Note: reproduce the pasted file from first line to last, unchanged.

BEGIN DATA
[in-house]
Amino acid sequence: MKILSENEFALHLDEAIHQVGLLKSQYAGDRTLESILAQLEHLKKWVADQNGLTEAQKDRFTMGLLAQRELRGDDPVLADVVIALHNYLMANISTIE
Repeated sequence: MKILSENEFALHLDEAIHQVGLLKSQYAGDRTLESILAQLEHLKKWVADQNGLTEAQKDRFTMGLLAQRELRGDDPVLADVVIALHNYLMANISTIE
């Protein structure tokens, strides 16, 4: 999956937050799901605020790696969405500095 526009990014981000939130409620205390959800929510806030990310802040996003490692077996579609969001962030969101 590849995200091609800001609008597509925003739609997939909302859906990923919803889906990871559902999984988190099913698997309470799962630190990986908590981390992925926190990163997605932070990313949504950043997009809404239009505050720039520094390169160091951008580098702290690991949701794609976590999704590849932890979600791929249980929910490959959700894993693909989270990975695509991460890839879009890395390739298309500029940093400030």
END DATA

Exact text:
[in-house]
Amino acid sequence: MKILSENEFALHLDEAIHQVGLLKSQYAGDRTLESILAQLEHLKKWVADQNGLTEAQKDRFTMGLLAQRELRGDDPVLADVVIALHNYLMANISTIE
Repeated sequence: MKILSENEFALHLDEAIHQVGLLKSQYAGDRTLESILAQLEHLKKWVADQNGLTEAQKDRFTMGLLAQRELRGDDPVLADVVIALHNYLMANISTIE
């Protein structure tokens, strides 16, 4: 999956937050799901605020790696969405500095 526009990014981000939130409620205390959800929510806030990310802040996003490692077996579609969001962030969101 590849995200091609800001609008597509925003739609997939909302859906990923919803889906990871559902999984988190099913698997309470799962630190990986908590981390992925926190990163997605932070990313949504950043997009809404239009505050720039520094390169160091951008580098702290690991949701794609976590999704590849932890979600791929249980929910490959959700894993693909989270990975695509991460890839879009890395390739298309500029940093400030």